Driving on snow or Ice

  
     
July 11, 2007
WHEN YOU MUST DRIVE ON ICE AND SNOW

 Winter driving under slippery road conditions can be frustrating at best and dangerous at all times. But, advises the Better Business Bureau, you can increase your odds of avoiding a fender bender or being trapped in an ice/snow rut by following several simple driving procedures.

Start the winter driving season by getting your car ready for it, suggests the BBB.

Here is a short checklist:

• Have the engine tuned. It will start faster in cold weather and save you plenty of fuel in the bargain.

• Make sure there is sufficient antifreeze in the radiator for the coldest weather expected in your area.

• Double-check radiator hoses for wear and leaks especially around clamps.

• Test the windshield wipers for streaking. New wiper blades are worth the investment. Also make sure there is antifreeze solution in the washer fluid reservoir.

• All lights should be operating properly; brakes adjusted; heater and defroster working; the exhaust system tight and free of leaks.

• In the car carry an ice scraper, snow brush, flashlight, small snow shovel, and and/or traction mats.

All About Snow Tires

On ice with temperatures at –8 C., it takes 195 ft. to stop a car traveling at 13 kph on regular tires. Snow tires cut braking distance to 174 ft., and reinforced chains reduces it to 77 ft. Therefore, if your area is prone to icing conditions and law permits, your best bet is chains, not snow tires.

Snow tires, however, do improve traction on freshly fallen snow, snow tires with metal tungsten carbide studs will improve the traction on packed snow and ice. It's wise to let a professional install the studs, advises the Better Business Bureau. If some studs work their way out of the tire, don't attempt to have the studs replaced or have the tires re-studded when the original studs wear down. Note that in Manitoba studs are only allowed in the winter months.
     
     Snow tires should be mounted on the rear wheels if the car is powered via the rear wheels. Put snow tires on the front wheels if the car has front-wheel drive. For 4-wheel drive, mount snow tires on all four wheels. Snow tires must be properly installed on the rims of wheels and they should be balanced just like regular tires. Also, maintain correct tire inflation; don't under-inflate the tires to get more tire traction. Always remember to check out the reliability of any shop with your BBB before doing business with them.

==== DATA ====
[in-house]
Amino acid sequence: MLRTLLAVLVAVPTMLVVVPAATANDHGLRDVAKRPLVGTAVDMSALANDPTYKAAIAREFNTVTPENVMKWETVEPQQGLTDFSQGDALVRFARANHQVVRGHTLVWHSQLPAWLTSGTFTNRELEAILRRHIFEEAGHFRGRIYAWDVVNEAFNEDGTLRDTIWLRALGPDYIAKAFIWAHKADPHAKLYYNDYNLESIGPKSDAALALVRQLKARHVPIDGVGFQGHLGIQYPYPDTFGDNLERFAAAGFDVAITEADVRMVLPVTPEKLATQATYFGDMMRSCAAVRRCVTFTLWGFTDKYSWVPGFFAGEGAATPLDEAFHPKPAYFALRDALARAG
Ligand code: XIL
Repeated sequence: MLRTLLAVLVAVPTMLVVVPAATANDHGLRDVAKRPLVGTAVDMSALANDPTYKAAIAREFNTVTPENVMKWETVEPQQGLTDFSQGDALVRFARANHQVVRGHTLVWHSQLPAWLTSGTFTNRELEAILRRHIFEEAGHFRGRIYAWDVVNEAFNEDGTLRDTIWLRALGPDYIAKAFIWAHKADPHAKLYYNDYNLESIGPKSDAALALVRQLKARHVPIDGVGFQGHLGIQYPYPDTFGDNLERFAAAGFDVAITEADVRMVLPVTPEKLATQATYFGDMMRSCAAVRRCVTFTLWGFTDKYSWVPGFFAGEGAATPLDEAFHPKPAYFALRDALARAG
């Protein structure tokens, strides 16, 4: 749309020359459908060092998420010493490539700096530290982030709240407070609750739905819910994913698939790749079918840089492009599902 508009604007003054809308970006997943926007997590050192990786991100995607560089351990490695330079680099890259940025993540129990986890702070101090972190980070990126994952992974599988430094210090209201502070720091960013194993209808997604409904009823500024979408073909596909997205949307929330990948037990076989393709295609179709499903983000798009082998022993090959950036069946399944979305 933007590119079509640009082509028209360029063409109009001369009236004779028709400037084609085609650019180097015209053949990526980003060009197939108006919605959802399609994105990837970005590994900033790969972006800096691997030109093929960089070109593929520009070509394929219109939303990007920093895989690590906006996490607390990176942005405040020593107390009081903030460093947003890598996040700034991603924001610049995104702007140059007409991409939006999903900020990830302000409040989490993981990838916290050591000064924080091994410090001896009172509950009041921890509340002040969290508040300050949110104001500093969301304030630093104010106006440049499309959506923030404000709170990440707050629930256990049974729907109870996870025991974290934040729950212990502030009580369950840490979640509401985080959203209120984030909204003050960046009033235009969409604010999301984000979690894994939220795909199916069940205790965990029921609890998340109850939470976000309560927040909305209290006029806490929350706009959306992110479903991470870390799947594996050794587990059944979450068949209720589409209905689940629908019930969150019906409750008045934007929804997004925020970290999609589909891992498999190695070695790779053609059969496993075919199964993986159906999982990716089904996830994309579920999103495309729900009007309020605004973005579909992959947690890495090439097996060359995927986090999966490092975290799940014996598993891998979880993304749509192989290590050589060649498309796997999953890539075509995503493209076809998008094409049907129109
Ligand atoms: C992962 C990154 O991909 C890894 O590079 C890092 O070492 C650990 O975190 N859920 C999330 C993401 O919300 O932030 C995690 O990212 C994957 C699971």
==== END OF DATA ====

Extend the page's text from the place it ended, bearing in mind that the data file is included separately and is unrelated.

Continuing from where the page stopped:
Driving On Ice And Snow

The normal reaction to a snow or ice-bound car is to gun the engine and spin the tires until they bite into the road surface below the snow or ice. The direct opposite is the solution to unsticking the car.

Start the traction wheels turning very slowly; keep the steering wheels straight. Then gently slip the car into a lower gear without spinning the wheels. Traction is best just before the wheels start to spin.

If the wheels spin, try rocking the car by gently slipping the shift from second gear to reverse in a series. If this fails, fill the ruts with sand or a traction mat to move ahead. Once underway, keep going until the car is level. Then return to retrieve the traction mats if you used them.

When going up a hill that is slippery, give the engine the gun at the bottom of the hill for extra momentum. If the wheels start to spin, release the foot pressure from the accelerator.

For skidding, take your foot off the accelerator and steer the front of the car in the same direction as the rear of the car is skidding. When the car starts to straighten, turn the front wheels straight. Do not brake!

Other slippery driving tips:

• Pump the brakes; don't floorboard them. Pumping action gives the best steering control during the mini-seconds the brakes are off. When the brakes go on, the wheels lock and perform like runners on a sled.

• Reduce car speed as you approach curves, shaded areas of roadways such as underpasses, and on bridges. Brake before, not into, a turn.

• Slow down by smoothly shifting the car into a lower gear and pumping the brakes.

• Never lower tire pressure to get more traction. Lower pressure reduces your control over steering and wears out tires. It is not an effective method of increasing traction.

• Don't tense up and "over drive" the car. More accidents are caused by over correction than the original skid.